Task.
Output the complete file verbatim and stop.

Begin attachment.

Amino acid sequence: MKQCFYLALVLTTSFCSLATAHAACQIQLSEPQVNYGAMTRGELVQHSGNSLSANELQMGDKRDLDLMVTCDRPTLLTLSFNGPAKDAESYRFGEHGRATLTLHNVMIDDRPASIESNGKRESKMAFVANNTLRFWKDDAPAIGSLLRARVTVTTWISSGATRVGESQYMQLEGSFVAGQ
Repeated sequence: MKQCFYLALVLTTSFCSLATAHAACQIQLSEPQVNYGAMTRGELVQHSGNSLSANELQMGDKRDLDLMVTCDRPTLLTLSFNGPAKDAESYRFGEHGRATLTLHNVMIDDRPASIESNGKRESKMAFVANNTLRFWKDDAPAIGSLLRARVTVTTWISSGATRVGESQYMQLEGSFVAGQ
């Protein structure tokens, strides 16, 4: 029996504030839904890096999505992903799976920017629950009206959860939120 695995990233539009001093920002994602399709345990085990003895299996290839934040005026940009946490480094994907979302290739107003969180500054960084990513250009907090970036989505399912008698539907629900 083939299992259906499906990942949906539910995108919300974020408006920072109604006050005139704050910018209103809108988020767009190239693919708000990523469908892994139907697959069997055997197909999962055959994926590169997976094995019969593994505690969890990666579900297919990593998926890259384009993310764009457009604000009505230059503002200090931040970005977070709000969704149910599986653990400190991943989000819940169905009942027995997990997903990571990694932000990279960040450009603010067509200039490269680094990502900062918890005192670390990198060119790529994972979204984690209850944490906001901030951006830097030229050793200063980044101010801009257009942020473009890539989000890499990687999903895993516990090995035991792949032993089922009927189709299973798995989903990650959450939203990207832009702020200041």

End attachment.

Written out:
Amino acid sequence: MKQCFYLALVLTTSFCSLATAHAACQIQLSEPQVNYGAMTRGELVQHSGNSLSANELQMGDKRDLDLMVTCDRPTLLTLSFNGPAKDAESYRFGEHGRATLTLHNVMIDDRPASIESNGKRESKMAFVANNTLRFWKDDAPAIGSLLRARVTVTTWISSGATRVGESQYMQLEGSFVAGQ
Repeated sequence: MKQCFYLALVLTTSFCSLATAHAACQIQLSEPQVNYGAMTRGELVQHSGNSLSANELQMGDKRDLDLMVTCDRPTLLTLSFNGPAKDAESYRFGEHGRATLTLHNVMIDDRPASIESNGKRESKMAFVANNTLRFWKDDAPAIGSLLRARVTVTTWISSGATRVGESQYMQLEGSFVAGQ
């Protein structure tokens, strides 16, 4: 029996504030839904890096999505992903799976920017629950009206959860939120 695995990233539009001093920002994602399709345990085990003895299996290839934040005026940009946490480094994907979302290739107003969180500054960084990513250009907090970036989505399912008698539907629900 083939299992259906499906990942949906539910995108919300974020408006920072109604006050005139704050910018209103809108988020767009190239693919708000990523469908892994139907697959069997055997197909999962055959994926590169997976094995019969593994505690969890990666579900297919990593998926890259384009993310764009457009604000009505230059503002200090931040970005977070709000969704149910599986653990400190991943989000819940169905009942027995997990997903990571990694932000990279960040450009603010067509200039490269680094990502900062918890005192670390990198060119790529994972979204984690209850944490906001901030951006830097030229050793200063980044101010801009257009942020473009890539989000890499990687999903895993516990090995035991792949032993089922009927189709299973798995989903990650959450939203990207832009702020200041």